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Clin Sci (Lond). 2014 Sep;127(6):415-21. doi: 10.1042/CS20140051.

Cellular aging of skeletal muscle: telomeric and free radical evidence that physical inactivity is responsible and not age.

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†Mons Mazzali Foundation, Mantova, Italy.
‡Department of Neurological, and Movement Sciences, University of Verona, Verona, Italy.
¶Department of Biomedical Sciences, University of Padova, Padova, Italy.
**DAHFMO Unit of Histology and Medical Embryology, Sapienza University, Rome, Italy.
††Department of Human Genetics, University of Utah, Salt Lake City, Utah, U.S.A.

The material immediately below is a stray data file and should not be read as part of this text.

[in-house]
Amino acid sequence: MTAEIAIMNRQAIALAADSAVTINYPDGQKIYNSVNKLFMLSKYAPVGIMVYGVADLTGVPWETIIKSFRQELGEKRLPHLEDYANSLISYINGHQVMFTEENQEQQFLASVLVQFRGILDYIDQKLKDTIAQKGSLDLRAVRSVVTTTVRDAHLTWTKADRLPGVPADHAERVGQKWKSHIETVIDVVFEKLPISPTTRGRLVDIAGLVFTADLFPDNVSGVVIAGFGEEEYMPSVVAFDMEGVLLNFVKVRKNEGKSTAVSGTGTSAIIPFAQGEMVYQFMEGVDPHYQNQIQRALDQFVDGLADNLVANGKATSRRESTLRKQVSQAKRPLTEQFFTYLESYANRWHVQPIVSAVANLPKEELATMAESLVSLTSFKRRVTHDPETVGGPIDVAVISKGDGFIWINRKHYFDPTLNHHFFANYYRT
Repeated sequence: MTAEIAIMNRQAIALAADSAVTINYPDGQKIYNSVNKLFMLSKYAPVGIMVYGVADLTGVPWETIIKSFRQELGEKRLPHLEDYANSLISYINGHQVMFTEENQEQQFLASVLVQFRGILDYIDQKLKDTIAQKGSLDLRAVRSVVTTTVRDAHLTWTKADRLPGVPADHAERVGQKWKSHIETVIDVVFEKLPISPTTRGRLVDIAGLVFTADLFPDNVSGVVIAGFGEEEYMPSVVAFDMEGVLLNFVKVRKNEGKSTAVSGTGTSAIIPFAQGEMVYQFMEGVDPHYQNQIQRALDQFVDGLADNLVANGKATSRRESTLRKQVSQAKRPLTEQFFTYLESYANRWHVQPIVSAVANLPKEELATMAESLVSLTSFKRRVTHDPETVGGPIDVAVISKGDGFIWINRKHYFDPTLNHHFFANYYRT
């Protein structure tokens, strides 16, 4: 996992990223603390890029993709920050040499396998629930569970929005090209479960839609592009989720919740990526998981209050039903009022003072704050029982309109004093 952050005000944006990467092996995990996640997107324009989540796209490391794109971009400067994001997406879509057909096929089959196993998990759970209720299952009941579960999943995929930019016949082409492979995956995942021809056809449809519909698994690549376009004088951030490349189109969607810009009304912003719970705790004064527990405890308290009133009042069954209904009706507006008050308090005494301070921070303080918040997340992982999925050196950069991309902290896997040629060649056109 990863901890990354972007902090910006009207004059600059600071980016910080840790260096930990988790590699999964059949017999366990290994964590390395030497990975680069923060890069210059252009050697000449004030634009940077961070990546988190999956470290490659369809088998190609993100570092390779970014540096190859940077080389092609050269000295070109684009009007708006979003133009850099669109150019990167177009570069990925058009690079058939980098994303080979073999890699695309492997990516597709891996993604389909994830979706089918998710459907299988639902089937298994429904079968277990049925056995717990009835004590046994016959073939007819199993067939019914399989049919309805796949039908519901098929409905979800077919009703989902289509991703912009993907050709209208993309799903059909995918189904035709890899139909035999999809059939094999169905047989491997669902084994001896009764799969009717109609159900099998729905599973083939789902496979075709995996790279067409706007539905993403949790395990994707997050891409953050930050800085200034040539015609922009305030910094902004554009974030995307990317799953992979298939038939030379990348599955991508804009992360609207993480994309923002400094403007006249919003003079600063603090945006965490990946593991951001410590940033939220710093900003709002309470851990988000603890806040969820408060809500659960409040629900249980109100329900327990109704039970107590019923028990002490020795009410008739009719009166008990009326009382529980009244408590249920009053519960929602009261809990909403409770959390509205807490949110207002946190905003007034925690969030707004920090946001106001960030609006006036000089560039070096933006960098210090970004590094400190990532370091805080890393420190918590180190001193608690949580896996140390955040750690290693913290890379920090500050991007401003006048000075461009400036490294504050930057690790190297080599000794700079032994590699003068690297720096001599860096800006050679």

Telomeres play an essential role in maintaining chromosomal integrity in the face of physiological stressors. Although the age-related shortening of TL (telomere length) in highly proliferative tissue is predominantly due to the replication process, the mechanism for telomere shortening in skeletal muscle, which is minimally proliferative, is unclear. By studying TL in both the upper and lower limbs of the young, old-mobile and old-immobile subjects and by virtue of the bipedal nature of human locomotion, which declines with age, it may be possible to elucidate the mechanism(s) responsible for cellular aging of skeletal muscle. With this approach, we revealed that TL (~15 kb) in arm skeletal muscle is unaffected by age. In contrast TL fell progressively in the legs across the young (~15 kb), the old mobile (~13 kb) and old immobile (~11 kb) subjects. Interestingly, there was a reciprocal increase in leg muscle free radicals across these groups that was correlated with TL (r=0.7), with no such relationship in the arm (r=0.09). Our results document that chronological age does not affect the cellular aging of skeletal muscle, but reveals that physical inactivity, probably mediated by free radicals, has a profound effect upon this process.

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